As shown generally in FIG. 1, and in more detail in FIG. 2, the cylindrical body 68 includes a relatively short axial bore 70 intermediate the ends of the body 68, the bore 70 being dimensioned so as to slidably receive the tubular extension 40. The rest of the body is counterbored as at 74 to a larger diameter. This arrangement enables O-ring 76 to be installed as part of an assembly in which the O-ring is sandwiched between back-up rings 78 at the left counterbore 74, wherein the inner back-up ring 78 abuts a shoulder 80 connecting the bore 70 and the left counterbore 74. A similar assembly including O-ring 82 and back-up rings 84 is installed in the right counterbore at the other end of the cylindrical body, but in this case the inner back-up ring 84 abuts one end of a retaining ring 86. The other end of the retaining ring 86 abuts one end of a sealing plug 88 which is sandwiched between the retaining ring 86 and the shoulder 90 connecting the bore 70 and the right counterbore 74.
As shown in FIGS. 2, 3 and 4, the sealing plug 88 comprises a cylindrical body from which a conical sealing element 92 extends. The sealing element is located centrally of the cylindrical body and is aligned with the bore 38 of tubular extension 42, being adapted to seat in the end portion of tubular extension 42. The slope of the cone is similar to the slope of the seat 94 at the end of the tubular extension 42 so as to form a fluid tight seal when the cone engages the end of the tubular extension. The opposite end of the sealing plug includes a centrally located dished portion forming a recess 96. Bores 98 in the sealing plug 88 provide fluid passages between the recess 96 and the opposite end of the sealing plug adjacent the base of the cone 92.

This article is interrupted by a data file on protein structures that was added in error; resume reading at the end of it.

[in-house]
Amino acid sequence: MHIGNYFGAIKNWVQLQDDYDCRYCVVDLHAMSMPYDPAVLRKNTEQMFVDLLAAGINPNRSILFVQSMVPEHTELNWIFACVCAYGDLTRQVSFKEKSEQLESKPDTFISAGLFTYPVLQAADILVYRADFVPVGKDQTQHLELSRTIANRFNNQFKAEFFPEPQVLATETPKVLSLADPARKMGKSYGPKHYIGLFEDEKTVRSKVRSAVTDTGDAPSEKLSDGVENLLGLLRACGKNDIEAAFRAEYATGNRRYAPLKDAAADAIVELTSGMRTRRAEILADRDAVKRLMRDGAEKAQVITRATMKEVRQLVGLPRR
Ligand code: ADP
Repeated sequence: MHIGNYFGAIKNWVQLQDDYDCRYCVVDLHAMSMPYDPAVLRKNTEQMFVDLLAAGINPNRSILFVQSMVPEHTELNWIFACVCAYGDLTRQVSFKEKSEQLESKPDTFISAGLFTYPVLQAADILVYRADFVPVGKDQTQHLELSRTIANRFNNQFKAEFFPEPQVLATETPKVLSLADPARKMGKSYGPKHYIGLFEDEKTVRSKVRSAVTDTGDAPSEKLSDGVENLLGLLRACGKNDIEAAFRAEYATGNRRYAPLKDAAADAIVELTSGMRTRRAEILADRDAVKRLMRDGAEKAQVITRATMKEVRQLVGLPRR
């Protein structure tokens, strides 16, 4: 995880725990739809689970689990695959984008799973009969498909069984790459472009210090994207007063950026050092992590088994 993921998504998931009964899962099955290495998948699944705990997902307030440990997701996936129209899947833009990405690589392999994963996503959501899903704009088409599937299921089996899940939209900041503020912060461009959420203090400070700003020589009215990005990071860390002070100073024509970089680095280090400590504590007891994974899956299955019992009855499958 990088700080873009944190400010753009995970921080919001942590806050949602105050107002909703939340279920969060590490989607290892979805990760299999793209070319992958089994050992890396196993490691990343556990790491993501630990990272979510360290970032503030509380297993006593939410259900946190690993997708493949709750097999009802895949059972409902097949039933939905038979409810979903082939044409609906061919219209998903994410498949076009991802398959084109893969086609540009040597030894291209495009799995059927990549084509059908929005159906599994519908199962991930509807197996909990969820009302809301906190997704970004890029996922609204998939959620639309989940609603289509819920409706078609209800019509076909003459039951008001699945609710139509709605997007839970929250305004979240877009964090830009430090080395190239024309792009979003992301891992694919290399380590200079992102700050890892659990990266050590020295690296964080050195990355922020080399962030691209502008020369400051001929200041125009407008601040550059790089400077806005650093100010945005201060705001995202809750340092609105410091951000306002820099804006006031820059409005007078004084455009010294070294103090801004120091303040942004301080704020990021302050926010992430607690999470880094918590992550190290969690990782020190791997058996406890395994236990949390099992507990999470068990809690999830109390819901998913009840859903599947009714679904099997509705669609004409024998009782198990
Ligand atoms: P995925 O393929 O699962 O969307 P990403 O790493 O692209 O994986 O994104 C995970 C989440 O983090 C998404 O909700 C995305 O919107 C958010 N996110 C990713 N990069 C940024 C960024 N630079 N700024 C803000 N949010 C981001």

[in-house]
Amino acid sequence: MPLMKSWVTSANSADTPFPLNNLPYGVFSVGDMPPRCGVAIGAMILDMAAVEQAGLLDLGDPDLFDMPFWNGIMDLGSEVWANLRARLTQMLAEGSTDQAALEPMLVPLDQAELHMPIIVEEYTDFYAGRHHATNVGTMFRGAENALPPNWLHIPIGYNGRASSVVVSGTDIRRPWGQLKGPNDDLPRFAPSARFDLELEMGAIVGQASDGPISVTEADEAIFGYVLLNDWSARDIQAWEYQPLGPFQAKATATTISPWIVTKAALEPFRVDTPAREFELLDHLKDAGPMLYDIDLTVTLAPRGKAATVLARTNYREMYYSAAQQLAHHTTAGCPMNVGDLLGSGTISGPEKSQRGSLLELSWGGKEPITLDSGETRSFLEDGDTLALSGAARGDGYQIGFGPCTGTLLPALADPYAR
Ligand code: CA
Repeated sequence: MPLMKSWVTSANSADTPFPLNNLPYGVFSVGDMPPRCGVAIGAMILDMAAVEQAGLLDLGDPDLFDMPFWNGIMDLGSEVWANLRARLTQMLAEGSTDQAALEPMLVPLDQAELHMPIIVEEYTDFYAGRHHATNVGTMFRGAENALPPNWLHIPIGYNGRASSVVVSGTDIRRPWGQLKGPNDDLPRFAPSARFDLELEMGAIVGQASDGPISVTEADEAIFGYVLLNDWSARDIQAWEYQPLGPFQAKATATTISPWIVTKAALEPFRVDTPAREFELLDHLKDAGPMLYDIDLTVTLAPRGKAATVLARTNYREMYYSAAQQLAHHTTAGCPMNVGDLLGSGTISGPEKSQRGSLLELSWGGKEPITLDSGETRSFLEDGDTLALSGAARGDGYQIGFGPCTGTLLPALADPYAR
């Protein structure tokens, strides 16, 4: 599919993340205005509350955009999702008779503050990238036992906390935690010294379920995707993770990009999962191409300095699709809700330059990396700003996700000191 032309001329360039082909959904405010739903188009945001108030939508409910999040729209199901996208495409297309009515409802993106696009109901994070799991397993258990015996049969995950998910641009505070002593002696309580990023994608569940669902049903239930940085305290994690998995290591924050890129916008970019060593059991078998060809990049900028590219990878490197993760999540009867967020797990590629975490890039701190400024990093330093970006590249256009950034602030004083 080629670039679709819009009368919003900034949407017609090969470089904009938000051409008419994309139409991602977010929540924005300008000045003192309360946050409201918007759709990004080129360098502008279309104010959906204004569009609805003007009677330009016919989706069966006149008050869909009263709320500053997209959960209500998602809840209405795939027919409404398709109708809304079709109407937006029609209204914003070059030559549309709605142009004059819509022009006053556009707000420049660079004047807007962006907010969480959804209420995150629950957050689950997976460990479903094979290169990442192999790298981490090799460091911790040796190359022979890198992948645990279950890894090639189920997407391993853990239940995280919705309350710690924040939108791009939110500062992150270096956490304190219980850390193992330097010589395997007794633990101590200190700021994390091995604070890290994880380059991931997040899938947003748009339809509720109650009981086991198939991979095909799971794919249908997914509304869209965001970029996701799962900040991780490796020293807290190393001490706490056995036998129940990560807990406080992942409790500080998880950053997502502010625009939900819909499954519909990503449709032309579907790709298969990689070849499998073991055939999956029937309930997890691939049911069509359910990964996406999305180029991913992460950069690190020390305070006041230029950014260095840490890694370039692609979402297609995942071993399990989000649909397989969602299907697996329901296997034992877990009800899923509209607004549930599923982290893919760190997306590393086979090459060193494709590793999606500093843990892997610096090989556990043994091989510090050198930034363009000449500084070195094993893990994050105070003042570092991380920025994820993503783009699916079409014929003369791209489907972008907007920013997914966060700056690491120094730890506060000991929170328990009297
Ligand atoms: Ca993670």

Referring to FIGS. 1 and 2, either port 32 or 34 may function as the inlet while the other port would function as the outlet. Assuming for the sake of illustrating the operation of the valve that system fluid is introduced into port 34, it will flow through the bore 38 and into a chamber 100 defined by the cone 92, the end portions of the sealing plug 88 surrounding the cone, the end of the tubular extension 42 and the surrounding portions of the retaining ring 86. For purpose of discussion and according to the terminology used in the claims, this chamber will be referred to as the first fluid chamber. The system fluid will then flow out the first fluid chamber, through the bores 98, and into a second fluid chamber 101 defined by the recess 96 of the sealing plug, the end of the tubular extension 40 and the surrounding portions of the bore 70. The fluid will then continue through the bore 36 and out the outlet port 32.
To close the valve, pressurized air would be introduced into the piston chamber 44 through port 58. The air introduced would remain on the left side of the piston as seen in FIG. 1, due to the sealing action of the left O-ring 56. The force of the air pressure moves the piston to the right, exhausting air from the right side of the piston chamber through the port 60. As the piston is moved toward the right, the cylindrical body 68 is moved with it, causing the conical sealing element 92 to engage the valve seat 94 at the end of the tubular extension 42 to close the fluid path at the end of the tubular extension. The positions of the various elements at this stage are shown in FIGS. 5 and 6.
It can be seen, particularly by comparing FIGS. 2 and 6, that the movement to the right by the cylindrical body 68 causes the sealing plug 88 to move away from the fixed end of the tubular extension 40, thus increasing the volume of the second fluid chamber 101. The same movement causes the conical sealing element 92 to move closer to, and eventually engage, the seat 94 at the fixed end of the tubular extension 42, thus decreasing the volume of the first fluid chamber 100. By making the outside and inside diameters of the tubular extension 40 the same as the outside and inside diameters of the tubular extension 42, the amount that the volume of the first fluid chamber 100 has been decreased at any moment during movement of the sealing plug 88 and the conical sealing element 92 in a direction toward the end of the tubular extension 42 will be equal to the amount that the volume of the second fluid chamber 101 has been increased. Therefore, the internal volume of the valve at any moment, whether the sealing member is stationary or moving, remains the same.